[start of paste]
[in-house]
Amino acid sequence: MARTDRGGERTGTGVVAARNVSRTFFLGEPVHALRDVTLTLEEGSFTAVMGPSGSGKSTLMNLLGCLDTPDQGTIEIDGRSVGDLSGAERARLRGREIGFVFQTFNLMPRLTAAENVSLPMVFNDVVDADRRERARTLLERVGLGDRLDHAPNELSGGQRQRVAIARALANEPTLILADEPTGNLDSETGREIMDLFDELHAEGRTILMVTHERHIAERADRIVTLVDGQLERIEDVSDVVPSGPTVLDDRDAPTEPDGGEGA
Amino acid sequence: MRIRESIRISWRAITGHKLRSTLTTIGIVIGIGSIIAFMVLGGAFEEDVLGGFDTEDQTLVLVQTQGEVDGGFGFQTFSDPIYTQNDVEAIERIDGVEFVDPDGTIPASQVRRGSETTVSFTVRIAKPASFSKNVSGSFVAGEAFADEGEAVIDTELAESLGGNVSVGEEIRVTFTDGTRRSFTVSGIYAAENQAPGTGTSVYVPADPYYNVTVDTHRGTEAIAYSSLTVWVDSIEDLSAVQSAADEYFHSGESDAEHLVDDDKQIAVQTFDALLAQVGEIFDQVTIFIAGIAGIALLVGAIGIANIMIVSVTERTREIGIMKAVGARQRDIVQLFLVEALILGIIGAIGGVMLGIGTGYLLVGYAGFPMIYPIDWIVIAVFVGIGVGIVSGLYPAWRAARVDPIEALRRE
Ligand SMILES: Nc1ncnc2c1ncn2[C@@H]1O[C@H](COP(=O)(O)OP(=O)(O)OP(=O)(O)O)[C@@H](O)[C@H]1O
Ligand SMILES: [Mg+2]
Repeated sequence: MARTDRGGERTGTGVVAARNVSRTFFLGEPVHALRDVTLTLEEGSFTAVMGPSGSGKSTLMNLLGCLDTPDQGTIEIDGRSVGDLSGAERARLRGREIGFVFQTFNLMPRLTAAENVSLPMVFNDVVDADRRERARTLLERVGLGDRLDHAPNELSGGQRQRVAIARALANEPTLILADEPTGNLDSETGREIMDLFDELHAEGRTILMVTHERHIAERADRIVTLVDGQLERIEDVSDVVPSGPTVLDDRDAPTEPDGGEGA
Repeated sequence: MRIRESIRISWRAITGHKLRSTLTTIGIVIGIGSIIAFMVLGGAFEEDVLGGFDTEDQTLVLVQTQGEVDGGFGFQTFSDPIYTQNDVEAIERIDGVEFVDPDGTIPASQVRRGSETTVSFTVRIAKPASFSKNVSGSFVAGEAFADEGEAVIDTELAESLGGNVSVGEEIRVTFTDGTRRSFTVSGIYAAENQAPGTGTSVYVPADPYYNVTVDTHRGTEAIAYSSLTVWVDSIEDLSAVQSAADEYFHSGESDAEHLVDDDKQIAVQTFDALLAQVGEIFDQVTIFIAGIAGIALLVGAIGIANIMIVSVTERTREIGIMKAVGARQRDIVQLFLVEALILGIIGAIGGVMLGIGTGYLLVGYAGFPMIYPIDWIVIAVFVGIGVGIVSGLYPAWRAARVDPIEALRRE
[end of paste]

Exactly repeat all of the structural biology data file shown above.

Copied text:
[in-house]
Amino acid sequence: MARTDRGGERTGTGVVAARNVSRTFFLGEPVHALRDVTLTLEEGSFTAVMGPSGSGKSTLMNLLGCLDTPDQGTIEIDGRSVGDLSGAERARLRGREIGFVFQTFNLMPRLTAAENVSLPMVFNDVVDADRRERARTLLERVGLGDRLDHAPNELSGGQRQRVAIARALANEPTLILADEPTGNLDSETGREIMDLFDELHAEGRTILMVTHERHIAERADRIVTLVDGQLERIEDVSDVVPSGPTVLDDRDAPTEPDGGEGA
Amino acid sequence: MRIRESIRISWRAITGHKLRSTLTTIGIVIGIGSIIAFMVLGGAFEEDVLGGFDTEDQTLVLVQTQGEVDGGFGFQTFSDPIYTQNDVEAIERIDGVEFVDPDGTIPASQVRRGSETTVSFTVRIAKPASFSKNVSGSFVAGEAFADEGEAVIDTELAESLGGNVSVGEEIRVTFTDGTRRSFTVSGIYAAENQAPGTGTSVYVPADPYYNVTVDTHRGTEAIAYSSLTVWVDSIEDLSAVQSAADEYFHSGESDAEHLVDDDKQIAVQTFDALLAQVGEIFDQVTIFIAGIAGIALLVGAIGIANIMIVSVTERTREIGIMKAVGARQRDIVQLFLVEALILGIIGAIGGVMLGIGTGYLLVGYAGFPMIYPIDWIVIAVFVGIGVGIVSGLYPAWRAARVDPIEALRRE
Ligand SMILES: Nc1ncnc2c1ncn2[C@@H]1O[C@H](COP(=O)(O)OP(=O)(O)OP(=O)(O)O)[C@@H](O)[C@H]1O
Ligand SMILES: [Mg+2]
Repeated sequence: MARTDRGGERTGTGVVAARNVSRTFFLGEPVHALRDVTLTLEEGSFTAVMGPSGSGKSTLMNLLGCLDTPDQGTIEIDGRSVGDLSGAERARLRGREIGFVFQTFNLMPRLTAAENVSLPMVFNDVVDADRRERARTLLERVGLGDRLDHAPNELSGGQRQRVAIARALANEPTLILADEPTGNLDSETGREIMDLFDELHAEGRTILMVTHERHIAERADRIVTLVDGQLERIEDVSDVVPSGPTVLDDRDAPTEPDGGEGA
Repeated sequence: MRIRESIRISWRAITGHKLRSTLTTIGIVIGIGSIIAFMVLGGAFEEDVLGGFDTEDQTLVLVQTQGEVDGGFGFQTFSDPIYTQNDVEAIERIDGVEFVDPDGTIPASQVRRGSETTVSFTVRIAKPASFSKNVSGSFVAGEAFADEGEAVIDTELAESLGGNVSVGEEIRVTFTDGTRRSFTVSGIYAAENQAPGTGTSVYVPADPYYNVTVDTHRGTEAIAYSSLTVWVDSIEDLSAVQSAADEYFHSGESDAEHLVDDDKQIAVQTFDALLAQVGEIFDQVTIFIAGIAGIALLVGAIGIANIMIVSVTERTREIGIMKAVGARQRDIVQLFLVEALILGIIGAIGGVMLGIGTGYLLVGYAGFPMIYPIDWIVIAVFVGIGVGIVSGLYPAWRAARVDPIEALRRE